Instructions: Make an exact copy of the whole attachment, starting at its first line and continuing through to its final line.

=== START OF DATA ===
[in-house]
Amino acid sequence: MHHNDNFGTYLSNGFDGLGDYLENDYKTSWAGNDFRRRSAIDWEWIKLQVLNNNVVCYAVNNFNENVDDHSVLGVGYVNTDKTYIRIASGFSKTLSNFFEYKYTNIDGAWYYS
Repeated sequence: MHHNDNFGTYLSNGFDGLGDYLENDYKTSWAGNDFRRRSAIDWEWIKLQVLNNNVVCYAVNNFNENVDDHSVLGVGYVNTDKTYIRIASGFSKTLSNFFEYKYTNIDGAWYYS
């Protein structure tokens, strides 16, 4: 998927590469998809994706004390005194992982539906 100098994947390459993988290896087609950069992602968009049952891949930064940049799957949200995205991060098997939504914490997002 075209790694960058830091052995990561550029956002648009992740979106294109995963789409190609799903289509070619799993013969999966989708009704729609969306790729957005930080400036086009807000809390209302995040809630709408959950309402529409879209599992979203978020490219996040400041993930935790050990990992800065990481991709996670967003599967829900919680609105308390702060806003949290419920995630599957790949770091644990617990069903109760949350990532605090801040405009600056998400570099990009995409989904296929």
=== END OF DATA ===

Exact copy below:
[in-house]
Amino acid sequence: MHHNDNFGTYLSNGFDGLGDYLENDYKTSWAGNDFRRRSAIDWEWIKLQVLNNNVVCYAVNNFNENVDDHSVLGVGYVNTDKTYIRIASGFSKTLSNFFEYKYTNIDGAWYYS
Repeated sequence: MHHNDNFGTYLSNGFDGLGDYLENDYKTSWAGNDFRRRSAIDWEWIKLQVLNNNVVCYAVNNFNENVDDHSVLGVGYVNTDKTYIRIASGFSKTLSNFFEYKYTNIDGAWYYS
């Protein structure tokens, strides 16, 4: 998927590469998809994706004390005194992982539906 100098994947390459993988290896087609950069992602968009049952891949930064940049799957949200995205991060098997939504914490997002 075209790694960058830091052995990561550029956002648009992740979106294109995963789409190609799903289509070619799993013969999966989708009704729609969306790729957005930080400036086009807000809390209302995040809630709408959950309402529409879209599992979203978020490219996040400041993930935790050990990992800065990481991709996670967003599967829900919680609105308390702060806003949290419920995630599957790949770091644990617990069903109760949350990532605090801040405009600056998400570099990009995409989904296929």